Andrew Jackson Beard
“Andrew Jackson Beard was born a slave on a plantation near Mt. Pinson in Jefferson County, Alabama about 1849. On this farm, he spent his early life and youth working for his master, from whom his family took the name “Beard.” Milton Beard and Creasey Tatum, his parents, were also slaves on the Beard’s plantation. The advantage of freedom came to him at the age of 14, January 1, 1863, when the Emancipation Proclamation was issued, which freed four million slaves. Although set free, Beard remained on his master’s farm until he was about 18 years of age. At that time he left the farm and launched upon a career in which he was to receive experience as a farmer, carpenter, blacksmith, handyman, businessman, railroad employee, and an inventor.”1
He never had the opportunity to go to school or acquire any formal education. “Although illiterate, unlettered, and uneducated he possessed inventive genius, intelligence, a mechanical mind, and was a clever gadgeteer, possessed with boundless imagination, energy and industry, and applied steady effort to his work. Those who saw Beard grow into manhood under so many obstacles would scarcely have suspected that he would become an inventor.”2
Worked as a sharecropper
Andy, as he was affectionately called, worked as a sharecropper for several years and eventually acquired an 80-acre farm of his own near Center Point, Alabama where he married Edie Beard. The couple settled on his farm and became the parents of three sons, John, Jack, and Andrew, Jr. The last son died shortly after finishing school.3
“In addition to his own family, he had great admiration and gave paternal care to one of the tenant families on his plantation . . . the children of Hattie Horton, they also bore his name . . . Arthur, Luther, William, and Mamie. Feeling keenly the need for religion and education he had an urge to make them available to his people. Therefore, his ability as a carpenter was utilized to build a church-house for the people on his plantation. This building served also as the local school-house. Andy had great love for Jefferson County, and lived practically all his life in several of its communities, either in Mount Pinson, Center Point, Zion City, East Lake, or Woodlawn.”4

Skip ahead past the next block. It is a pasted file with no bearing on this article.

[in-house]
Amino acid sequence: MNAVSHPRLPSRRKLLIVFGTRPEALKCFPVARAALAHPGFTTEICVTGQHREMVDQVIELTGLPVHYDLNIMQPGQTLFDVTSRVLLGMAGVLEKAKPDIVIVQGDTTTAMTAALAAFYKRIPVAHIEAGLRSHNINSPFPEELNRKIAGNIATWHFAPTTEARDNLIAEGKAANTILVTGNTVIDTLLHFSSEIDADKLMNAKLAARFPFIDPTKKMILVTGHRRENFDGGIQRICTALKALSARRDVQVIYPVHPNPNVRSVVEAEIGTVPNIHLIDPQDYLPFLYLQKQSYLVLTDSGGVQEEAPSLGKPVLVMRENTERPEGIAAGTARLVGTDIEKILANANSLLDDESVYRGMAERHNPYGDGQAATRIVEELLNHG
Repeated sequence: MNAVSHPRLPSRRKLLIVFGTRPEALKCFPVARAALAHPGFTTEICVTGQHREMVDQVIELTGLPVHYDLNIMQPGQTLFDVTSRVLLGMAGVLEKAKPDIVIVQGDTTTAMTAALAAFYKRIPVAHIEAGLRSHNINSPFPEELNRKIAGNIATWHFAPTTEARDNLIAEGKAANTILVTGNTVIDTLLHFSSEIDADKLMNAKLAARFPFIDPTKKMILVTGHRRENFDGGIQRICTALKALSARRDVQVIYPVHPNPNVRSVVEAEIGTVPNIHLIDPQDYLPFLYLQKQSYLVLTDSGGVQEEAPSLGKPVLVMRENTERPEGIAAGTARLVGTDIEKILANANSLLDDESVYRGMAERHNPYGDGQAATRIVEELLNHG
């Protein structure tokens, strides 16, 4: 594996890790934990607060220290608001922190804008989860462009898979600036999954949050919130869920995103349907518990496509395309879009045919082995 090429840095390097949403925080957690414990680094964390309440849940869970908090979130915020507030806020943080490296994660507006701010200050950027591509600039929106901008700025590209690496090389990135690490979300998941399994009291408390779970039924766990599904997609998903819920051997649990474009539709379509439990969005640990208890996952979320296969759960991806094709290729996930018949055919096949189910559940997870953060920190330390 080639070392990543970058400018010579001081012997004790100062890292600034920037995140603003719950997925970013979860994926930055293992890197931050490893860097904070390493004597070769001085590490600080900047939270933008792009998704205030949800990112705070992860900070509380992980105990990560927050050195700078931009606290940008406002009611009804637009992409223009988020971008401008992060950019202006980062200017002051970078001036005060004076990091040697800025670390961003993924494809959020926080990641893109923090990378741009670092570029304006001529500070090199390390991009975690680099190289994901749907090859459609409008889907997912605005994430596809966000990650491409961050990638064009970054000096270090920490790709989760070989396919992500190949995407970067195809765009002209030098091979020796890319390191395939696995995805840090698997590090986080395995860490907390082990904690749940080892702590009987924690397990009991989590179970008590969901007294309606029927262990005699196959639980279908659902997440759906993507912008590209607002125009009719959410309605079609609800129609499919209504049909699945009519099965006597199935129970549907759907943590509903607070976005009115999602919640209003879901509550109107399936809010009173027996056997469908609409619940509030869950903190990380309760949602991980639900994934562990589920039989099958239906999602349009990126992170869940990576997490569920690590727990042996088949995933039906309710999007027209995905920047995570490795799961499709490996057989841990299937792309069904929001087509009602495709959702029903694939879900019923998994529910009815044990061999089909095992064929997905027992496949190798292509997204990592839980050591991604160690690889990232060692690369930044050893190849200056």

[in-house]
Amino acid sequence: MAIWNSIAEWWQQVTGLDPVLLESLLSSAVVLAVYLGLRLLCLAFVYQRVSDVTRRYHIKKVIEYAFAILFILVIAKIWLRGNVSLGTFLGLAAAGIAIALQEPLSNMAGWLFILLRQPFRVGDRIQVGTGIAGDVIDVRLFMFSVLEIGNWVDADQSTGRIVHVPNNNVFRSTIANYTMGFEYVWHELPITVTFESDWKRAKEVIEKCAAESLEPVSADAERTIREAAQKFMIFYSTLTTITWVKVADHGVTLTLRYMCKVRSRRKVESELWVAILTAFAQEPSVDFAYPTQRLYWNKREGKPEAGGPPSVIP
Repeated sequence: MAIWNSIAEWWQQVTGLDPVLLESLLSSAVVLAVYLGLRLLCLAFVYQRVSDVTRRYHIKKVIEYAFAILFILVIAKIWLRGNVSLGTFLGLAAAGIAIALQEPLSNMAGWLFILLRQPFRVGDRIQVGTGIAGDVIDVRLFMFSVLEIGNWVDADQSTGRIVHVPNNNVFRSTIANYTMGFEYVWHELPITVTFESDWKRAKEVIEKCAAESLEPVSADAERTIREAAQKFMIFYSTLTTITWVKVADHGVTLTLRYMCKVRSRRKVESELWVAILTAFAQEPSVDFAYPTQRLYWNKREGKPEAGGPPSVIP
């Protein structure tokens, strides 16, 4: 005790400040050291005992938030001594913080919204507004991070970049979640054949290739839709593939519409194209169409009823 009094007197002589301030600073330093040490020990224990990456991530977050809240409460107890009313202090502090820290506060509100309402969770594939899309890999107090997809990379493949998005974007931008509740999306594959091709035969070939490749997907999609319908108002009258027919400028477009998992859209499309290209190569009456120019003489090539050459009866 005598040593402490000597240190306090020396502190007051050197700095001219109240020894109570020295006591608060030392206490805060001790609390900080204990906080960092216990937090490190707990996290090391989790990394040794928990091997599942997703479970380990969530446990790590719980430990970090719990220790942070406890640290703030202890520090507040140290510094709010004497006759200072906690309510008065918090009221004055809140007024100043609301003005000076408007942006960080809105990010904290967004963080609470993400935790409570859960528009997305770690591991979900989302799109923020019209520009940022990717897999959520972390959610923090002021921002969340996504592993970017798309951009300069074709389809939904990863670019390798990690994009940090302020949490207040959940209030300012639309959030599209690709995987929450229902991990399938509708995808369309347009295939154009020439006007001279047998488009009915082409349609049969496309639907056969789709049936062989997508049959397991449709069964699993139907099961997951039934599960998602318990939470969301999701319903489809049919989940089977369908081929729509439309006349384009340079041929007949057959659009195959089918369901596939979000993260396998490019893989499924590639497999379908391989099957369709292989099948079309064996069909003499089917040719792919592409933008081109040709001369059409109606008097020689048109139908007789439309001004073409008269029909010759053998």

Andy’s career as a farmer came to an end in 1872, after a three-week trip to Montgomery, Alabama to sell 50 bushels of apples. After the trip, he is reported to have said, “It took me three weeks to make the trip. I quit farming after that.” Instead, he built and operated a flour mill in Hardwicks, Alabama.”5 He started studying the mechanics of plows, and he patented one of his plow inventions in 1884, which he sold for $4,000. “On December 15, 1887, Beard invented another plow and sold it for $5,200.”
Employed by the Alabama and Chattanooga Railroad
Beard was later employed by the Alabama and Chattanooga Railroad (Georgia Pacific), which became the Southern Railway System. Andy became interested in the mechanics of the locomotives and train cars. “Beard’s native inventive genius, struggles, and hard work, together with the assistance of Mr. Melville Drennen, twice mayor of Birmingham, Alabama, brought him thrilling results when on July 5, 1892, he was granted patent number 478,271, on a rotary engine, by the United States Patent Office.”6
In the railroad yard, Beard observed the switchmen as they attempted to drop a coupling pin in a slot to join the cars together. Too often, when the cars were joined, the switchman’s right arm was cut off. “During this time many railroad switchmen carried the visible but mute sign of an amputated arm. This tragedy disturbed and haunted Beard and motivated him to action.”7 Beard had even lost a leg as a result of a car coupling accident.8
New coupling device revolutionized the industry
On November 23, 1897, Beard received patent number 594,059, on an automatic car coupling device. In 1897, a New York firm paid Beard $50,000 for his invention. This invention saved the lives of many men and was one of the greatest humanitarian deeds of his entire career. 9